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APT is the core of package management on Debian based systems, its a powerful suite of tools for getting and managing packages onto the system.
As powerful as the Apt suite is, it has problems as I found out this week working through a proxy server. Something i’ve recently implemented.
There are Three ways for doing this:
Temporary proxy session
This is a temporary method that you can manually use each time you want to use apt-get through a http-proxy. This method is useful if you only want to temporarily use a http-proxy.
Enter this line in the terminal prior to using apt-get (substitute your details for yourproxyaddress and proxyport).
APT configuration file method
This method uses the apt.conf file which is found in your /etc/apt/ directory. This method is useful if you only want apt-get (and not other applications) to use a http-proxy permanently.
On some installations there will be no apt-conf file set up. This procedure will either edit an existing apt-conf file or create a new apt-conf file.
gksudo gedit /etc/apt/apt.conf
Add this line to your /etc/apt/apt.conf file (substitute your details for yourproxyaddress and proxyport).
Save the apt.conf file.
BASH rc method
This method adds a two lines to your .bashrc file in your $HOME directory. This method is useful if you would like apt-get and other applications for instance wget, to use a http-proxy.
Add these lines to the bottom of your ~/.bashrc file (substitute your details for yourproxyaddress and proxyport)
http_proxy=http://yourproxyaddress:proxyport export http_proxy
Save the file. Close your terminal window and then open another terminal window or source the ~/.bashrc file:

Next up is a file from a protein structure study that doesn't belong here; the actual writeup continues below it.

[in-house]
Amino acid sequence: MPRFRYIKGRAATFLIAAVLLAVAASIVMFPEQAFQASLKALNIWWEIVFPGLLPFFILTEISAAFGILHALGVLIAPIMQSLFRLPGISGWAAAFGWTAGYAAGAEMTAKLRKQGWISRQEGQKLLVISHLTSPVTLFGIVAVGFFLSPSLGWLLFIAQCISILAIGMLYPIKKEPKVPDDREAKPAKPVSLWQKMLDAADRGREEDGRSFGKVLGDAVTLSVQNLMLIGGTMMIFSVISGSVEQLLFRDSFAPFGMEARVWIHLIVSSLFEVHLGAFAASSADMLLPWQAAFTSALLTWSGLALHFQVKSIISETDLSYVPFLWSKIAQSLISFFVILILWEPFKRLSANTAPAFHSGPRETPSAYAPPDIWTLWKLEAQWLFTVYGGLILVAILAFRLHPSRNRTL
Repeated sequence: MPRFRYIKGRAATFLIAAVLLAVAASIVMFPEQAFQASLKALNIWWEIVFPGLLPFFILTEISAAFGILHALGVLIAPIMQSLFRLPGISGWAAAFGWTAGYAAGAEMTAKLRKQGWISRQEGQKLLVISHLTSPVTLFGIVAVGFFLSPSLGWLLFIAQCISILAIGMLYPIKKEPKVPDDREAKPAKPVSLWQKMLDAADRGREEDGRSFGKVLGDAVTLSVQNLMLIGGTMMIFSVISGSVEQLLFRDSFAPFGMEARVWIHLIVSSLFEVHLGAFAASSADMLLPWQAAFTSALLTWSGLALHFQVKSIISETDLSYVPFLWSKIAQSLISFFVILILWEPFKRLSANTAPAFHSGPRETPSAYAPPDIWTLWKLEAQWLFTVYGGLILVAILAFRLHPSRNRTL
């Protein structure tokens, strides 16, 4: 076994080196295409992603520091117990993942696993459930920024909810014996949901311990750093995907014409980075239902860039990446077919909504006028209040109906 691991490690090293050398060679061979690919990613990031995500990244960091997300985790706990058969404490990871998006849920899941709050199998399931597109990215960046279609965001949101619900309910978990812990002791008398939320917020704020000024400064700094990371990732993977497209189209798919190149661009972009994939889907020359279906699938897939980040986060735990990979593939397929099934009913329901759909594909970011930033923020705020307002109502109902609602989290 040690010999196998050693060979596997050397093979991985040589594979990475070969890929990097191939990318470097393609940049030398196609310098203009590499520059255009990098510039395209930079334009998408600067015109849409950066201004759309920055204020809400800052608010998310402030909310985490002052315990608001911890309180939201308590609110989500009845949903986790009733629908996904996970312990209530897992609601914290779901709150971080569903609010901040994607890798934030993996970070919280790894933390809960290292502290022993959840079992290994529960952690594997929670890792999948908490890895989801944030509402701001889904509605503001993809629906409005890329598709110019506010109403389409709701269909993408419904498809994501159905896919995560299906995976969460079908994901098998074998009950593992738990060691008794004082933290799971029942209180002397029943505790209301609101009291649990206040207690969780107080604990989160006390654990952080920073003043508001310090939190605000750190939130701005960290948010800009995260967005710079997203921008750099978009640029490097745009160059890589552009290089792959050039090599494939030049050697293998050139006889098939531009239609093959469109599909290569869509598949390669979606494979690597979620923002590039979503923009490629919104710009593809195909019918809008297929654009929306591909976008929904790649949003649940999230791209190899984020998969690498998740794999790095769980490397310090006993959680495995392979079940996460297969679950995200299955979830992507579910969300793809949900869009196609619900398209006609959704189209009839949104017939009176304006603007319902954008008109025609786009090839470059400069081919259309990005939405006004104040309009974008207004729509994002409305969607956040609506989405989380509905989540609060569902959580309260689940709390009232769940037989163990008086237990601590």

Test your proxy with sudo apt-get update and whatever networking tool you desire. You can use firestarter or conky to see active connections.
If you make a mistake and go back to edit the file again, you can close the terminal and reopen it or you can source~/.bashrc as shown above.
If you don’t want to go through the proxy for certain addresses, use the no_proxy variable. This is a comma-separated list of domains which you do not want resolved via the proxy. Unfortunately wild cards are not supported (so you can’t just put 192.168.* 😦 ) and the maximum number of entries in this list is 16. Here is an example:export no_proxy="192.168.0.1,localdomain"
Of course, the proxy settings will be forgotten when you log out. To make the proxy setting a little more permanent, you can set your proxy variables in /etc/profile
Something I did notice with all of this however was if you use sudo with a command the sudo command may throw up a wobbly. To get round this..
Instead of setting sudo proxy using export command try this
Then add the following line
Defaults env_keep += “ftp_proxy http_proxy https_proxy”
This will ensure that your normal users values will be inherited by sudo
As a final side note, the http_proxy works with wget too, and any command launched from the terminal including gui apps running from the command line.